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Chapter 3. Storage. Overview. This chapter covers: Common characteristics of storage systems Magnetic disk storage systems Optical disc storage systems Other types of storage, such as flash memory, magnetic tape, remote storage, smart cards, Solid State Drives, and Holographic storage.

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Chapter 3

Chapter 3



  • This chapter covers:

    • Common characteristics of storage systems

    • Magnetic disk storage systems

    • Optical disc storage systems

    • Other types of storage, such as flash memory, magnetic tape, remote storage, smart cards, Solid State Drives, and Holographic storage.

Properties of storage systems storage devices and media
Properties of Storage Systems: Storage Devices and Media

  • Involve two physical parts: a storage device and a storage medium.

  • Can be internal (located inside the system unit), or external (located outside the system unit).

  • Storage devices are identified by names and/or letters (e.g. “C” for first hard drive).

Properties of storage systems non volatility
Properties of Storage Systems: Non-Volatility

  • Storage media are non-volatile:

    • When power to the device is shut off, data stored on the medium remains.

    • This is in contrast to most types of memory, which are volatile.

Properties of storage systems removable vs fixed media
Properties of Storage Systems: Removable vs. Fixed Media

  • Fixed media: typically faster and less expensive.

  • Removable media: unlimited capacity and can be easily transported and secured.

Properties of storage systems random vs sequential access
Properties of Storage Systems: Random vs. Sequential Access

  • Random access ( direct access ): data can be retrieved in any order, independent of its physical location (most types of storage media).

  • Sequential access: data can be retrieved only in the same sequence in which it is physically stored (magnetic tape).

Properties of storage systems logical vs physical representation
Properties of Storage Systems: Logical vs. Physical Representation

  • Logical file representation refers to the user’s view of the way data is stored (filename, folders, etc.).

  • Physical file representation is the actual physical way the data is stored on the storage media as viewed by the computer.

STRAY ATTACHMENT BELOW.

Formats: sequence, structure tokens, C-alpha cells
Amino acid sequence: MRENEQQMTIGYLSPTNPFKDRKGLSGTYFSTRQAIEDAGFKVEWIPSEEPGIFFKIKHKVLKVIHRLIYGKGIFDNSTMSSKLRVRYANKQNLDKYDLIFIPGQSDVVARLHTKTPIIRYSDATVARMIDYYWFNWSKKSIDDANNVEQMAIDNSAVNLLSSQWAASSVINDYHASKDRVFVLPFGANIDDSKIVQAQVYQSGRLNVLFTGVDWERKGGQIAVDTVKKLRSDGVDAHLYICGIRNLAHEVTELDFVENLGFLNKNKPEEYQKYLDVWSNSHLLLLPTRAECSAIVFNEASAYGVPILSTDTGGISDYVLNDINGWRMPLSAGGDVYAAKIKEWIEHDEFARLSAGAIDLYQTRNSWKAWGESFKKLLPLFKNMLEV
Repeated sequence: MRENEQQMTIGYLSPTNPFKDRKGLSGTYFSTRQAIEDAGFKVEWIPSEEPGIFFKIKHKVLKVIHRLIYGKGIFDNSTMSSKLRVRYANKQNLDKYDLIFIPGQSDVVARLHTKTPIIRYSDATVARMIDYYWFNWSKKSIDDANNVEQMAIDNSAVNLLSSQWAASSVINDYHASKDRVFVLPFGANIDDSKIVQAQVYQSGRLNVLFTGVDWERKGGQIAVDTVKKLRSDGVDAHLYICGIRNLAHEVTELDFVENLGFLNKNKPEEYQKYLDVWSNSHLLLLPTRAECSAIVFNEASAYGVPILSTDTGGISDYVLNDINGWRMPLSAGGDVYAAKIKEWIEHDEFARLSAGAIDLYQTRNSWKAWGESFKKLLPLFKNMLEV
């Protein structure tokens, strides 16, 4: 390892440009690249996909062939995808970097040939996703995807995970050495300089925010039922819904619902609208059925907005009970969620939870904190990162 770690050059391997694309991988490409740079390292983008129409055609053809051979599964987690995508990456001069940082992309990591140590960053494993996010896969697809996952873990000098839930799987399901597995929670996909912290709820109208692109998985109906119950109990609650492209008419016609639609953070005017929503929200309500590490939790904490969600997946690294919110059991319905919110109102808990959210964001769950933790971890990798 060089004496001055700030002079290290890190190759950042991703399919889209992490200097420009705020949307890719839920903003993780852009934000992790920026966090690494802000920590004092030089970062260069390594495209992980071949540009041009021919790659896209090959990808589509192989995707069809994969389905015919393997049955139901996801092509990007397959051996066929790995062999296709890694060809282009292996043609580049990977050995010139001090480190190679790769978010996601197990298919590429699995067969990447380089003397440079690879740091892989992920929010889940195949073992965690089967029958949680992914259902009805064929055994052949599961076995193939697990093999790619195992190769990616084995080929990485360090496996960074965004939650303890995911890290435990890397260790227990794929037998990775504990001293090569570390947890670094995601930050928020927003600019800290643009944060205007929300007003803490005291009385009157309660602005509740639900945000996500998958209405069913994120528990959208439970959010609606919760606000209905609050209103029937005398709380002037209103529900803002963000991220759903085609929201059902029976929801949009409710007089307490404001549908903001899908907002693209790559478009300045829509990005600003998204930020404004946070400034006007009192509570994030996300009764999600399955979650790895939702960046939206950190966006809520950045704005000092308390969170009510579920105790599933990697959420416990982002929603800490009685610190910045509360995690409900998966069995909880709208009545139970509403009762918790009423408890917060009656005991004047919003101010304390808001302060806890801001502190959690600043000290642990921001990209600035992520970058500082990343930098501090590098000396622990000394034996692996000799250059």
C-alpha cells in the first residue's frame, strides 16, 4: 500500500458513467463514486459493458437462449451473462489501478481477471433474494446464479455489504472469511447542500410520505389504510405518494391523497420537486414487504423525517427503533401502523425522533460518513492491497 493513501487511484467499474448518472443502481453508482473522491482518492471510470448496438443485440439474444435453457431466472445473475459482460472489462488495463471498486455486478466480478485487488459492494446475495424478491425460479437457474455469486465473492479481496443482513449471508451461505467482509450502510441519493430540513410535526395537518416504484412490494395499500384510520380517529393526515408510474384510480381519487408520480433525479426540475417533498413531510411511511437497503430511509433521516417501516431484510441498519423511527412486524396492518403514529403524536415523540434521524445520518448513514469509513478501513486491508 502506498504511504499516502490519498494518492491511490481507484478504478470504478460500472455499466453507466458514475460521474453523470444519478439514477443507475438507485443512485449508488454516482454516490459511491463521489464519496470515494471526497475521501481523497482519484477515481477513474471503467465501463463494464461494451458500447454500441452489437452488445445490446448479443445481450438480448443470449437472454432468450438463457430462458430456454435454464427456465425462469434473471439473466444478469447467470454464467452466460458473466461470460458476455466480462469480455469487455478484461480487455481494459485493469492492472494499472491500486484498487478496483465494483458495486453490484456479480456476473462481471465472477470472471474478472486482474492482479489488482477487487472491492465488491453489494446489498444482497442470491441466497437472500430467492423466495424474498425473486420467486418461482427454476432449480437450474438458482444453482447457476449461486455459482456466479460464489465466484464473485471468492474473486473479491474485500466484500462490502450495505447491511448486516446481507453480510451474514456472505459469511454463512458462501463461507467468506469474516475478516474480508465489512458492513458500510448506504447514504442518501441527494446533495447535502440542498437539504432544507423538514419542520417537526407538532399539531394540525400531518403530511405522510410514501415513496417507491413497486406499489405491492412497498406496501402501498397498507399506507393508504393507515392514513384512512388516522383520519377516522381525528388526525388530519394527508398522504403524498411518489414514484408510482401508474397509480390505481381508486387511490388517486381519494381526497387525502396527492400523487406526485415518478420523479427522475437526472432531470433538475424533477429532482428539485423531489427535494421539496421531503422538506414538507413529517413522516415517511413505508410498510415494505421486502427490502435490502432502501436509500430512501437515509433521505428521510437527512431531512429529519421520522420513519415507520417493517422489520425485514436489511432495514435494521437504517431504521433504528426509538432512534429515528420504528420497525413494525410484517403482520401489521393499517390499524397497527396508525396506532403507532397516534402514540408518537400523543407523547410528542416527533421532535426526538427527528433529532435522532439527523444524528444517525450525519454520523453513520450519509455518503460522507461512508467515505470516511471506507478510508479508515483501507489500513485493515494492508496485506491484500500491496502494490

Magnetic disk systems
Magnetic Disk Systems

  • Magnetic disks are the most widely used storage medium in computers today.

  • Data is stored by magnetizing particles on the storage medium.

  • Two common types:

    • Floppy disks

    • Hard disks

Floppy disks and drives
Floppy Disks and Drives

  • Floppy disk characteristics

    • Typically 3½ inches in diameter.

    • Typically hold 1.44 megabytes.

    • Inserted into floppy disk drive to be read from or written to.

Floppy disk geometry
Floppy Disk Geometry

  • Disk is divided into tracks, sectors, and clusters.

  • The disk’s file directorykeeps track of the contents of the disk so files can be retrieved (by filename) at a later time.

Floppy disks and drives cont d
Floppy Disks and Drives, Cont’d.

  • Using floppy disks

    • Must be inserted into the proper drive in the proper direction.

    • Should not be removed when the disk is being accessed.

  • High-capacity removable magnetic disks and drives

    • Zip disks (750 MB)

    • SuperDisks (240 MB)

Hard disk drives
Hard Disk Drives

  • Hard drive characteristics

    • Metal disk onto which data is stored magnetically.

    • Disks are usually permanently sealed inside the hard drive—allows faster speeds and storage of more data than removable systems.

    • Can be internal or external.

Hard disk drives cont d
Hard Disk Drives, Cont’d.

  • Hard drive characteristics, cont’d

    • Organized into tracks, sections, clusters, and cylinders (the collection of tracks located in the same location on a set of hard disk surfaces).

    • Read/write head doesn’t touch the surface of the disk.

    • Bumping PC when disk is being accessed or dust or other obstacles on a hard-disk system can cause a head crash and damage the surface of the disk.

Hard disk drives cont d1
Hard Disk Drives, Cont’d.

  • Disk access time.

    • Factors: seek time, rotational delay, data movement time

  • Can use multiple partitions.

  • Disk cache—strategy for speeding up system performance.

  • Hard drive standards (EIDE, SCSI, Fibre Channel, USB) .

Hard disk drives cont d2
Hard Disk Drives, Cont’d.

  • Portable hard drive systems

    • Offer large storage capacities and portability.

    • Either entire drive or just hard disk cartridge is transported.

Hard disk drives cont d3
Hard Disk Drives, Cont’d.

  • Storage systems for large computer systems and networks

    • Storage servers containing racks of hard drives.

    • Network attached storage (NAS).

    • Storage area networks (SANs).